“When we see these changes in how someone is functioning, we can get them to a professional who can identify the treatment strategy to target that diagnosis and then get them on their way to recovery,” Cummings says.

Walter suggests taking note of behavior changes, especially with regard to impulsivity that was not there before — perhaps risk-taking behaviors, drug or alcohol abuse, or aggressive behavior where someone is angry and lashing out. 

“A change in a person’s interaction style that is not normally their temperament is a red flag,” Walter says.

Steps toward intervention include connecting the person to a provider, whether that be a primary care physician or a more specific mental health professional. The individual may require therapy, medication management, or some combination of the two. Some may benefit from an outpatient day program, while others require more intense inpatient care. 

If you’re unsure of where to begin in your hunt for help, Walter suggests checking your insurance plan to see who is covered in your area as well as seeing if your company has an employee assistance program. Plus, you can always ask your friends for referrals. 

“If I’m going to get my car fixed, I’m going to ask for names of good mechanics from people I know,” Walter says. “The same holds true when finding good therapists or psychiatrists.”

It’s wise to proactively care for your mental health on a regular basis before the road gets too rocky. Professionals suggest seeking out resources from the Internet that can offer a litmus test on mental health.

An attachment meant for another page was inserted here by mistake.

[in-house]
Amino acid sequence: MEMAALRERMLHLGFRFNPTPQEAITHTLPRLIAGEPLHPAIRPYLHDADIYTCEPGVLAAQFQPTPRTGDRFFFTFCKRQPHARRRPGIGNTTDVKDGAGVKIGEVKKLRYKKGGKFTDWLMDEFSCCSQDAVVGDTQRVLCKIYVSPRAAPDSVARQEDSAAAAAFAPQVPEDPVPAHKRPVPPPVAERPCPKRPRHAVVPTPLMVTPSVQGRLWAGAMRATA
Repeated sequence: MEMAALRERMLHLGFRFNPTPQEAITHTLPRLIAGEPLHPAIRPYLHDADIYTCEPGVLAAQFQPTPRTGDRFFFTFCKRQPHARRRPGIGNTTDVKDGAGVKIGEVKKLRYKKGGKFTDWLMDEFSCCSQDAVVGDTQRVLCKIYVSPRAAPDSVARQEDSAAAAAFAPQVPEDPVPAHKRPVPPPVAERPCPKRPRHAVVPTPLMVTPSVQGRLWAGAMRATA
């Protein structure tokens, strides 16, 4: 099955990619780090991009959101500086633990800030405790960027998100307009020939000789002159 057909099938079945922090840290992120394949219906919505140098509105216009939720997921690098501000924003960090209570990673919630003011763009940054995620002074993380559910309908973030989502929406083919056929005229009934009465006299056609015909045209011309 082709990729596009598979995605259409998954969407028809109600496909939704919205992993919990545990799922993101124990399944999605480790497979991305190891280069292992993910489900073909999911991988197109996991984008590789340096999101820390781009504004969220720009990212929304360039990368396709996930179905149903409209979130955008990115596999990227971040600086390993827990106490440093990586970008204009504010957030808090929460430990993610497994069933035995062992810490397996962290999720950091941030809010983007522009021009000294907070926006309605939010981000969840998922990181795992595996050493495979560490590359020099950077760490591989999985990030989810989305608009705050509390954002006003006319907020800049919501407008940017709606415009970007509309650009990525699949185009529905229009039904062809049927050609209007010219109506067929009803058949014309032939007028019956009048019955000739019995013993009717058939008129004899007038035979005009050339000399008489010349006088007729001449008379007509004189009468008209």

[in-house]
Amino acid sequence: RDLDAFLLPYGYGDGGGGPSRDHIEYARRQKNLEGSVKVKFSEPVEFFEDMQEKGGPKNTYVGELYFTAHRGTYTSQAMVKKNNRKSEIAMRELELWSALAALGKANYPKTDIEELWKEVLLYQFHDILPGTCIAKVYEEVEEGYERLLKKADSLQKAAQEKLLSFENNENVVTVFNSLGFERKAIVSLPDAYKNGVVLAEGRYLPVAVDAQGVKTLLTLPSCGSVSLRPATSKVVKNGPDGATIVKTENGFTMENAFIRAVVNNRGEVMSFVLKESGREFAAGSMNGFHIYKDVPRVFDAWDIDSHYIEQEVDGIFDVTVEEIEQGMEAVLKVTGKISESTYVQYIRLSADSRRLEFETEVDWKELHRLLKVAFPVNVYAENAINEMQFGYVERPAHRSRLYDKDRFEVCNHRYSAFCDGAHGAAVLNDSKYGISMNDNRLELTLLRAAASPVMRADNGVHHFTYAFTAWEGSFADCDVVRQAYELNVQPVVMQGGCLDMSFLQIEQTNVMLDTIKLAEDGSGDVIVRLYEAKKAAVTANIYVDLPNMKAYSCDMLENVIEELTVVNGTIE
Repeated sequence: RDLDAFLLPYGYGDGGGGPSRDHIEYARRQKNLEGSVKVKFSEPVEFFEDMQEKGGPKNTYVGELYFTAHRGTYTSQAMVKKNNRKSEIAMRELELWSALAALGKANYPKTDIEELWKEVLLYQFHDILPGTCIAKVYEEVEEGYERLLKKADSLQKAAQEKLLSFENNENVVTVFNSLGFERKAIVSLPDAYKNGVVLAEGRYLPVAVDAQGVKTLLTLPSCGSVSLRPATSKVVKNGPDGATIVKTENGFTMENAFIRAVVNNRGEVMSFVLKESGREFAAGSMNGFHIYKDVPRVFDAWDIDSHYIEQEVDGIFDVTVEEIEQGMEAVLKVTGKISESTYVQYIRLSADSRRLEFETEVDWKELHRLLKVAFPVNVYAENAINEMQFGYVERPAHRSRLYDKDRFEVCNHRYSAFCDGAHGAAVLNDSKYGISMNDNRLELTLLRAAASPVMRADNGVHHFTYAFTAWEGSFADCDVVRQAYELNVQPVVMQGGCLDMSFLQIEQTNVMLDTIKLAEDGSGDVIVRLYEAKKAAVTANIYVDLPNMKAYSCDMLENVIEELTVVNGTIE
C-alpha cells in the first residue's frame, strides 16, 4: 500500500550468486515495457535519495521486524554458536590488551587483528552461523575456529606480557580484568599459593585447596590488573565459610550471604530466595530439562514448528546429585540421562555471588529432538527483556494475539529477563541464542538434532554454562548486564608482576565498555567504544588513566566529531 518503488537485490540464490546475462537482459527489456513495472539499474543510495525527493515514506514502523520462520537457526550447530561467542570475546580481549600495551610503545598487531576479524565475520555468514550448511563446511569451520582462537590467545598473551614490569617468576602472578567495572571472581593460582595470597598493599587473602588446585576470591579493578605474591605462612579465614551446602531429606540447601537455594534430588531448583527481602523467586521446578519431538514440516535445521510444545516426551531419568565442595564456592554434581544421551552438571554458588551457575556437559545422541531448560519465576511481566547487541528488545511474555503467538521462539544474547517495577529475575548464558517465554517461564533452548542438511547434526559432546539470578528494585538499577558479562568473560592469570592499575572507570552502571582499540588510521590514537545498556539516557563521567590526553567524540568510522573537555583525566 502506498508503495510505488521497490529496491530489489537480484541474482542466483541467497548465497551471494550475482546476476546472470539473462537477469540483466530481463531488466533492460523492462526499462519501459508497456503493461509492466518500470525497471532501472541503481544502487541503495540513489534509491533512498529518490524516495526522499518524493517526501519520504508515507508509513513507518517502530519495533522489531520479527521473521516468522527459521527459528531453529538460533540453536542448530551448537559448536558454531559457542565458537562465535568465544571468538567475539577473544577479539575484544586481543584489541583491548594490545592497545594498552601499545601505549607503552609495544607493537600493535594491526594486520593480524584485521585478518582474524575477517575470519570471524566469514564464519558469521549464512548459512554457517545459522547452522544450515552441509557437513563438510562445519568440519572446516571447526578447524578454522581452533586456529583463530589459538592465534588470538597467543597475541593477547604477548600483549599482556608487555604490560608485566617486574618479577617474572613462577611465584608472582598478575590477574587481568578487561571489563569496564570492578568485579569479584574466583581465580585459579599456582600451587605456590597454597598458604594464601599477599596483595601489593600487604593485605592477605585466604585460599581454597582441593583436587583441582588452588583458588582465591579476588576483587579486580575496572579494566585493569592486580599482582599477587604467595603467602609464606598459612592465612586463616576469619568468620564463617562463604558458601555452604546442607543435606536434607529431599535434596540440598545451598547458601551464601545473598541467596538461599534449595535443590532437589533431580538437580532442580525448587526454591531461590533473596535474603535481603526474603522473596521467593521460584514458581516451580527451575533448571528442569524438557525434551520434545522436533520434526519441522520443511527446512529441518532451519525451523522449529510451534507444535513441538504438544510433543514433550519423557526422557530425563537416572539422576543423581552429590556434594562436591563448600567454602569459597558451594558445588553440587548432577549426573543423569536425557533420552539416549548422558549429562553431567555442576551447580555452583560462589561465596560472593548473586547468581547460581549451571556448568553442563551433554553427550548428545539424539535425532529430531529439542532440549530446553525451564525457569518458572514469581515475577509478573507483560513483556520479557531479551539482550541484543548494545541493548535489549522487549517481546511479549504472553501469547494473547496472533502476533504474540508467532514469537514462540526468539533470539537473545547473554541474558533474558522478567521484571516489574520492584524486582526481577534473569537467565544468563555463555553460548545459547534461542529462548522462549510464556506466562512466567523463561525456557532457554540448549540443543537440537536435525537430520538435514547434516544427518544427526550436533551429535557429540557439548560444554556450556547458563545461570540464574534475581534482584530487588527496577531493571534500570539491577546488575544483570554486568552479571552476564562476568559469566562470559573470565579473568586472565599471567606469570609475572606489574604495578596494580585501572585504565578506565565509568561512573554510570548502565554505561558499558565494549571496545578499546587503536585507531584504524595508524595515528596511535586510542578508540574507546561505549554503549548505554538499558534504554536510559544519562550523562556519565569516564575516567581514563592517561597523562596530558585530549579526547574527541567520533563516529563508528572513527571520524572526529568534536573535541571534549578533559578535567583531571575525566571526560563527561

“There are some simple things you can do any time of day,” says Walter, who recommends downloading free apps that offer coping skills and stress reduction such as Calm, Breathr, and Headspace. “It’s a good idea to take a mental break in the middle of the day to do some of those activities. And if you do them before bed, you can have a clearer mind to get to sleep.”

Making good choices about your overall health — including diet, exercise and sleep — helps ensure optimal health, which, in turn, reduces stress, anxiety and depression. 

“If I’m going to get my car fixed, I’m going to ask for names of good mechanics from people I know,” says Walter. “The same holds true when finding good therapists or psychiatrists.”

Sadly, due to the stigma surrounding mental health issues, it’s still common for people to separate mental health from overall health. The truth of the matter is that the two are intermingled. 

“Think about how you would treat your dog. You’re going to take your dog for walks, give him a bath and a haircut, feed him healthy food, and you wouldn’t think of not doing those things,” Walter says. “Unfortunately, we don’t think about taking care of ourselves like that.”

Often that lack of self-care is chalked up to busy schedules and ingrained habits. For instance, Walter recently got an Apple watch and was shocked when it instructed her to breathe. But just one minute of concentrated breathing can increase creativity and improve relaxation. The body also benefits from standing and walking around, even for a short time. After sitting at a desk for a prolonged period, you might notice that you feel stiff or sore when you first rise. That’s why standing and stretching breaks are important. 

“It’s really having the awareness and the reminder to build those simple self-care steps into your day,” Walter says.

Lindner Center of HOPE is located at 4075 Old Western Row Road, Mason, Ohio 45040. For more information, visit or call 513-536-4673.